5 Study Tips to Stay Motivated This Semester
Every semester ends with a promise to yourself: get your life sorted before the next semester begins. Most of us spend our breaks decompressing, attempting to process what even happened in the last six anxiety-ridden months. Keep these five points at the back of your mind as you lurch back into studying. Even if they don’t motivate you, they can become a new form of (semi-productive) procrastination.
1. Clean up your study space
Isn’t this so satisfying to look at? source // College Info Geek
If your home desk resembles mine, it’s anything but a scholar’s sanctuary. It’s an ever-growing tower of dirty laundry - a hotbed of disease, within which dwells micro-bacteria probably yet undiscovered. Step one: burn those clothes. Step two: get some inspo - ranging from minimalist to ‘kikki.K struck by a tornado’. Step three: deck it out with stationery until it looks like a piñata’s technicolor spew. Possibly maybe step four: hunt for a seat in the Law Library because your stylish study became a garbage dump. Fun while it lasted.
How frustrating is it when the tireless hours we devote to readings aren’t reflected in our final results? Usually it’s because we can’t see the “bigger picture”. With so many cases to digest, who can blame us? A ‘scaffold’ is one way of super-summarising notes in the form of flow charts or questions, such that they act as a blueprint or manual of sorts when answering a problem question in an exam. Scaffolds for each topic within a unit of study are usually 30 pages long all together. They can help you understand how topics interconnect and simplify your approach to problem solving.
The only downside is that it’s easy to get caught up perfectly formatting your summary. Word can be a bit fiddly, which brings me to my next suggestion.
3. Use Microsoft Word’s ‘Style Pane’
This may not be as revolutionary for some as it was for me, but the Word 2016 ‘Styles Pane’ makes formatting documents exponentially more efficient. On the ‘Home’ tab to the far right, click ‘Styles Pane’. A box should pop on the right (pictured left). There, you can customise headings, subheadings, titles and highlights before applying them to your document. If you visit the ‘Design’ tab, you’ll see a whole array of colour schemes that’ll help you give each set of notes its own personality.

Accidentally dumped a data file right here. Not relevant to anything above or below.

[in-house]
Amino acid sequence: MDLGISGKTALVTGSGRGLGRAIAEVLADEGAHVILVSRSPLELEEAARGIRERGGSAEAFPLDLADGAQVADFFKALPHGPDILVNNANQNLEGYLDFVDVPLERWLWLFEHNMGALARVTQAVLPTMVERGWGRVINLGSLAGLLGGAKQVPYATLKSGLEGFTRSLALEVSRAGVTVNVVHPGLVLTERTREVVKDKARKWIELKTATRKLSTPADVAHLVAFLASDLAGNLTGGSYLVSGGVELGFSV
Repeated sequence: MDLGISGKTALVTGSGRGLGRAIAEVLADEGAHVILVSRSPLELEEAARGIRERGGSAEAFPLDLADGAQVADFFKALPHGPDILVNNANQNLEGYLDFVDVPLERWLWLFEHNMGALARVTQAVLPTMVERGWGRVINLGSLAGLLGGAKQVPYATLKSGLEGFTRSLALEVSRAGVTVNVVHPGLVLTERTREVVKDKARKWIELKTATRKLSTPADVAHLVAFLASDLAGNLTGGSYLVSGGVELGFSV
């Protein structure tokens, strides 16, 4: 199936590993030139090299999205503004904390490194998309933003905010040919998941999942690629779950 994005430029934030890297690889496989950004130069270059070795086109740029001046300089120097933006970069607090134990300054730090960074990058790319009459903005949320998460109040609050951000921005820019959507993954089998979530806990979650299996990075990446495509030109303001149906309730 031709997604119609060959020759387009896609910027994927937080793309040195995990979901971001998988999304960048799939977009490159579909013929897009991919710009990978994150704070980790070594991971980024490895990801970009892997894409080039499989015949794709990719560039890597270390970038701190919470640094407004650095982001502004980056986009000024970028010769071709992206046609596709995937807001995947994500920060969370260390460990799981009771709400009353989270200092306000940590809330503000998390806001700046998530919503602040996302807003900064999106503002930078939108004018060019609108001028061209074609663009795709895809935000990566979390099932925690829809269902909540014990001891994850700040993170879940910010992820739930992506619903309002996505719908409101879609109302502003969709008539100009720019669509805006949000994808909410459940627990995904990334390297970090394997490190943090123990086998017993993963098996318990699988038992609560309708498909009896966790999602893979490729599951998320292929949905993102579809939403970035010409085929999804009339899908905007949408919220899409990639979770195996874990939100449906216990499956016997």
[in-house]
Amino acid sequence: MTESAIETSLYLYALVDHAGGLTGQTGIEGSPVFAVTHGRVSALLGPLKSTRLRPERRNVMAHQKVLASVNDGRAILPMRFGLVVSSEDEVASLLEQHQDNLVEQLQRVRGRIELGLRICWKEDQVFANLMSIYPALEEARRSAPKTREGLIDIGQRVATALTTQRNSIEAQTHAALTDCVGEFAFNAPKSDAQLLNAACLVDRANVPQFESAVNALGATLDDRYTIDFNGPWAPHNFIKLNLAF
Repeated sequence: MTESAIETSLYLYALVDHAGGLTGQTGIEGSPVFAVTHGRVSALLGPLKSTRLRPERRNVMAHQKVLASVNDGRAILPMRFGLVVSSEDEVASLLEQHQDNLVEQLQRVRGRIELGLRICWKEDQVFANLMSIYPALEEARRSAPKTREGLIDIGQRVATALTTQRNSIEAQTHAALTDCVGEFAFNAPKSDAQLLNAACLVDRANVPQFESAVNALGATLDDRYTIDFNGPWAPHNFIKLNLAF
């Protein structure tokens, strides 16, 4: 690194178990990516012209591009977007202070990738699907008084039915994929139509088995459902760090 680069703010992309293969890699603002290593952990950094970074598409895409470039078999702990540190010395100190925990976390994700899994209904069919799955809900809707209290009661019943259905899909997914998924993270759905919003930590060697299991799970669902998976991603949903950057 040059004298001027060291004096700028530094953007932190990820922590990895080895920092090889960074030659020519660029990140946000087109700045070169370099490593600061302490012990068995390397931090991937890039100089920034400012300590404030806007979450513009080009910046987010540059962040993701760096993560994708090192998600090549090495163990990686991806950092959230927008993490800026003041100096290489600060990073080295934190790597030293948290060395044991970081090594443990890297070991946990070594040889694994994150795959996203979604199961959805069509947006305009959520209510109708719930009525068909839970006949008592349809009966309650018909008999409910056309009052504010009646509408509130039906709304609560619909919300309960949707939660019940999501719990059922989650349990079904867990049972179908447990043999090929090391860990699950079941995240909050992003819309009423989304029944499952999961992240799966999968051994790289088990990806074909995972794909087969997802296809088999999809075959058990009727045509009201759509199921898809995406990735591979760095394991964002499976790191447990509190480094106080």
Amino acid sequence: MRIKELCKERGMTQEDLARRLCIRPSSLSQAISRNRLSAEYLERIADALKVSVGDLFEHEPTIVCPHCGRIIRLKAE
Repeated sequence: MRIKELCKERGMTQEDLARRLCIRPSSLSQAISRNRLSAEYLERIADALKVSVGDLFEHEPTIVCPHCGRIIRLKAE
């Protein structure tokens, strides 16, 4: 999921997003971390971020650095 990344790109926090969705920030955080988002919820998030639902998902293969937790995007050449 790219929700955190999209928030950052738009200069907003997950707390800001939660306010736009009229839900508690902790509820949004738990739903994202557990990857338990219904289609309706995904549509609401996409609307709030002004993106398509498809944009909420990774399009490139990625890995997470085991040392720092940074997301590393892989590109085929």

This feature conveniently allows you to make headings and formatting consistent across your document - perfect for perfectionists. Maybe everyone knew about this, but I didn’t, okay? Let me live.
4. Mind Mapping
Damages in Torts and Contracts be like
Mind mapping is an underrated method of conceptualising a unit of study. Tony Buzan, inventor of the mind map, stated that mind maps “harness the full range of cortical skills — word, image, number, logic, rhythm, colour and spatial awareness”, in effect giving you “the freedom to roam the infinite expanses of your brain”. Not sure if they quite equate to Nirvana. But in all seriousness, mind maps make ideas malleable and help you visualise how topics interconnect. In fact, Survive Law wrote an article about using mind maps in Law School, so they must be pretty useful, huh?
If you’d like to create your mind maps digitally, I recommend the Mindnode app, which has a “sleek, colourful and modern interface” (follow the link for other apps that can ramp up your productivity).
source // giphy
What did the last four tips have in common? Colour! Colour your scaffolds and mind maps. Reading black letter law in black and white will probably drive you insane. Besides, colour coding makes you a more efficient thinker.
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